I have an awesome job. I get to try all of the latest underwater photo gear, and get to travel to some great spots to try it out. (interested in joining this year in Lembeh, Grand Cayman, Bonaire (Digital Shootout or Reef Photo Workshops), Dry Tortugas, or in Anilao next year?. I'm asked just about every day about what kind of camera I'd recommend, what lenses to choose, how to outfit a complete system, and many similar questions. I make it a point to try every camera that Nauticam supports, both shooting on land and underwater. I want to know how the camera operates so I can make a recommendation based on experience.
I recently decided that I wanted to give an underwater system to someone close to me. I wanted to get her a system that was very capable, that she wouldn't soon outgrow, but was small and easy to use. She's a divemaster and instructor, so having a small rig that won't get in the way of a dive is important. After some thought, I finally settled on a particular setup..... and it dawned on me that I should write up my thought process and share it here in case it would help anyone else in a similar situation.
The first point I'd like to make about choosing a camera system here in 2013 is the cornucopia of riches when it comes to camera systems that are currently available - and that Nauticam supports. From compact cameras like the Sony RX-100 and Canon S110, to m4/3 interchangeable lens systems from Olympus and Panasonic, to APS-C mirrorless systems from Sony, to the outstanding new SLRs from Nikon and Canon, the current camera offerings are amazing. Nauticam has chosen to make underwater housings for the best of these cameras, and it is impossible to make a bad choice. The cameras we support are all excellent, and all are capable of great images. It is, after all, the shooter, not the camera, that makes beautiful images. That said, however, there are still some differences that are worth considering.
My criteria for her system included: a system that is relatively small and easy to travel with and dive with, interchangeable lenses to allow her to choose the right lens for the right scene, good lens selection, easy to use automatic flash exposure, and HD video shooting. I also wanted the biggest "bang for the buck", i.e. a good value. After some thought, I narrowed my list down to the Sony NEX-5R and NEX-7, the Olympus E-PL3, Olympus OM-D E-M5, the Panasonic GX1, and the Panasonic GH2. I thought briefly about an SLR like the Nikon D7000 or the Canon T4i, but opted for the smaller size of the others on my list. Choosing between these cameras might seem like a tough task, but I've had a chance to dive with all of them and knew pretty quickly which I wanted - the Panasonic GX1.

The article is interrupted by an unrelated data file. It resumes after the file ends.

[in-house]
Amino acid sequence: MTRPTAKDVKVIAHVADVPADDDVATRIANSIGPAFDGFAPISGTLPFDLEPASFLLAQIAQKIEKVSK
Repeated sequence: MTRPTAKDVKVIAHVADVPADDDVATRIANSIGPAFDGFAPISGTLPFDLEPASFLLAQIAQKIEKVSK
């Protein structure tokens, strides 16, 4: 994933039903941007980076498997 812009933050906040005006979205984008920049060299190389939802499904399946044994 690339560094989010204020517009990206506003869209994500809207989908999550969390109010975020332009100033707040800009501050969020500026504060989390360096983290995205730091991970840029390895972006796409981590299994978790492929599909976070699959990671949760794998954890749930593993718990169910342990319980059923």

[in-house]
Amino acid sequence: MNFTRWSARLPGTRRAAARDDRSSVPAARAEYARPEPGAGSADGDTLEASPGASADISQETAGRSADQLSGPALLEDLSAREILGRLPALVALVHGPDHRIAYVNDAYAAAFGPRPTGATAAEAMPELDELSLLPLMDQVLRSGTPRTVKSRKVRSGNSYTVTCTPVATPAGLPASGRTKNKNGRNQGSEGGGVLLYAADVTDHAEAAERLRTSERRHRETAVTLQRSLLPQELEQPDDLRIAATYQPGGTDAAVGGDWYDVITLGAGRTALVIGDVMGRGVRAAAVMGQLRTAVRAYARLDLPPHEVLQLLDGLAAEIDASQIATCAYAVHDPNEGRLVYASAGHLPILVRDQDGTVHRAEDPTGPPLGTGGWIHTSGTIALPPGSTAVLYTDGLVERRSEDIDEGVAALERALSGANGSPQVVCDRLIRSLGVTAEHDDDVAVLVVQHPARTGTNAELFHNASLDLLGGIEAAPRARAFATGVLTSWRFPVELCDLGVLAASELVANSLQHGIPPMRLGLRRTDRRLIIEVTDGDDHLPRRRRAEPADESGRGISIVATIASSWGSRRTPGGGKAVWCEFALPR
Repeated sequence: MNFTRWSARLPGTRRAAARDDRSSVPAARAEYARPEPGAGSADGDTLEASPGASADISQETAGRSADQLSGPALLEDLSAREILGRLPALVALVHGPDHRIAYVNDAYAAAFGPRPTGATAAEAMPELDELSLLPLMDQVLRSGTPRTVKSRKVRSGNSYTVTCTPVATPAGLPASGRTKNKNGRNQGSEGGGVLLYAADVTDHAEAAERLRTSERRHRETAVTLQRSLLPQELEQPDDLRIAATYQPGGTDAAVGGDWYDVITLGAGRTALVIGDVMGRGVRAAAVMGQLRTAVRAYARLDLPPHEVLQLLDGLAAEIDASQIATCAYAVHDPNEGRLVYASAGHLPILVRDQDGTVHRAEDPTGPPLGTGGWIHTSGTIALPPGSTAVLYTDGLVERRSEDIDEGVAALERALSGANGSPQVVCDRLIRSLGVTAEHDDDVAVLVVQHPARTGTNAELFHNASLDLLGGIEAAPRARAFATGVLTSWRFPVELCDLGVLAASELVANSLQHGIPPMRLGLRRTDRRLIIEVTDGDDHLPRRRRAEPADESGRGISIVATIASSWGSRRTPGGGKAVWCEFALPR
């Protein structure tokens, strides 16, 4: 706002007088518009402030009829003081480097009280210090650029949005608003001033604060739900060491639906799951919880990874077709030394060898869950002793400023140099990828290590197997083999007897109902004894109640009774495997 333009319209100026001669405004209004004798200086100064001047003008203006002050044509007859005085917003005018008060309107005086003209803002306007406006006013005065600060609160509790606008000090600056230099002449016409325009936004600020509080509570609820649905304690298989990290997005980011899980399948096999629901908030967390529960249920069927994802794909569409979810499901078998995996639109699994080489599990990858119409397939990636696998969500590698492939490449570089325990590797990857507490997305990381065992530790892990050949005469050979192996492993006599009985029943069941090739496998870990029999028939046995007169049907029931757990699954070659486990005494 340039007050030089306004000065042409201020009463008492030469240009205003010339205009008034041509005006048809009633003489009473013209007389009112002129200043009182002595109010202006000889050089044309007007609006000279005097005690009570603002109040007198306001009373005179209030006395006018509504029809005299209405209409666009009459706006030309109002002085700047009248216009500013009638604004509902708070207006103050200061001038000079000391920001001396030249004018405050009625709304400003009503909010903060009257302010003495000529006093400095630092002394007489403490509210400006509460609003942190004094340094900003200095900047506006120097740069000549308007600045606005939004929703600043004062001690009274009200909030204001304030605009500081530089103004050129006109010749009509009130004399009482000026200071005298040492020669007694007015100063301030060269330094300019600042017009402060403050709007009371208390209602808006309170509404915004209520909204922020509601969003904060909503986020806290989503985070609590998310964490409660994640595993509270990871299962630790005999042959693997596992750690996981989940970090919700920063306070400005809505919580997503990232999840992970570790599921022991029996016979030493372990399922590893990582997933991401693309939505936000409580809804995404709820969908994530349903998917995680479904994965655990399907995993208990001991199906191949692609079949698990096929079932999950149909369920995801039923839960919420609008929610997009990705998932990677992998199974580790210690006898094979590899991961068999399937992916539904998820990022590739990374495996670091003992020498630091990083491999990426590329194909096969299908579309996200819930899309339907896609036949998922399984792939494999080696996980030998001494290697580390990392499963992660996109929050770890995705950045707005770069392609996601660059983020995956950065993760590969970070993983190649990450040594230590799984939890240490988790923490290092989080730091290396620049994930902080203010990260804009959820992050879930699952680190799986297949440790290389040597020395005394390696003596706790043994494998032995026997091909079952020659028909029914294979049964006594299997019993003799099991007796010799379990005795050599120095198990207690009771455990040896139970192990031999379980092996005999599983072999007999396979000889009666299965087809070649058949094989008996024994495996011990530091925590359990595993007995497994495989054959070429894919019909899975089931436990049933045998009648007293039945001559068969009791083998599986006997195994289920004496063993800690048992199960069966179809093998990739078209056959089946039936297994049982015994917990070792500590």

NA-GX1 in Action at the Digital Shootout 2012
The GX1 is a very capable m4/3 camera, with easy to use controls, excellent image quality, 1080p 60i HD video and more, all wrapped up in one of the best value for the money camera packages ever. I was able to buy the camera body with the 14-42mm lens for under $420, and the body alone is now under $320 in places. As I've written about previously, I've been struck at how solid and reliable the GX1 and the Nauticam GX1 housing have been during our demo events. So, the GX1 was my choice of camera.
Here's how I outfitted it:
- Panasonic GX1 Camera with 14-42mm kit lens
- Panasonic Lumix 8mm Fisheye lens
- Nauticam NA-GX1 housing (of course!)
- Nauticam Flat Port 72 (for the 14-42mm)
- Nauticam P1442-Z Zoom gear for 14-42mm
- Nauticam 4.33" dome for the 8mm
- Nauticam Easitray with Left Handle
- Nauticam Ball for Easitray
- Nauticam Hand Strap
- Inon S-2000 Strobe
- Nauticam Fiber Optic Cable (Sea&Sea to Inon)
- Nauticam Ball Adapter for Inon
- Nauticam 5" Arms (2)
- Nauticam Standard Clamps (3)
- 16GB SD Cards (2)
- Slightly Used Camera Backpack(not everything can be new :)
The 14-42mm kit lens will be usable for fish portrait shooting and as a jack-of-all trades type of lens. The 8mm fisheye, though, is the lens that I think will get the most use. It focuses fast, and very close, and is ideal for close-focus-wide-angle. The 8mm is my favorite lens for any mirrorless camera that I have tried to date.
If she at some point decides she'd like to shoot macro, there are two excellent lenses choices, the Panasonic 45mm and the new Olympus 60mm macro. At that point I'd also add an M10 mounting ball and a focus light. Since she likes to shoot people, I'll also consider getting her the Olympus 9-18mm or the Panasonic 7-14mm at some point. As of now, I've only included one strobe, so a second strobe is probably in the future as well.
I chose the Inon S-2000 for several reasons, but it's small size and accurate TTL are two keys for me. I chose the Easitray with left handle and a hand strap for the right side - the housing is really meant to be held with the right hand, and the hand strap makes that easier than a right handle, in my opinion.
It sounds like a lot of gear, but it all fits in the backpack and stows easily in the overhead on an airplane.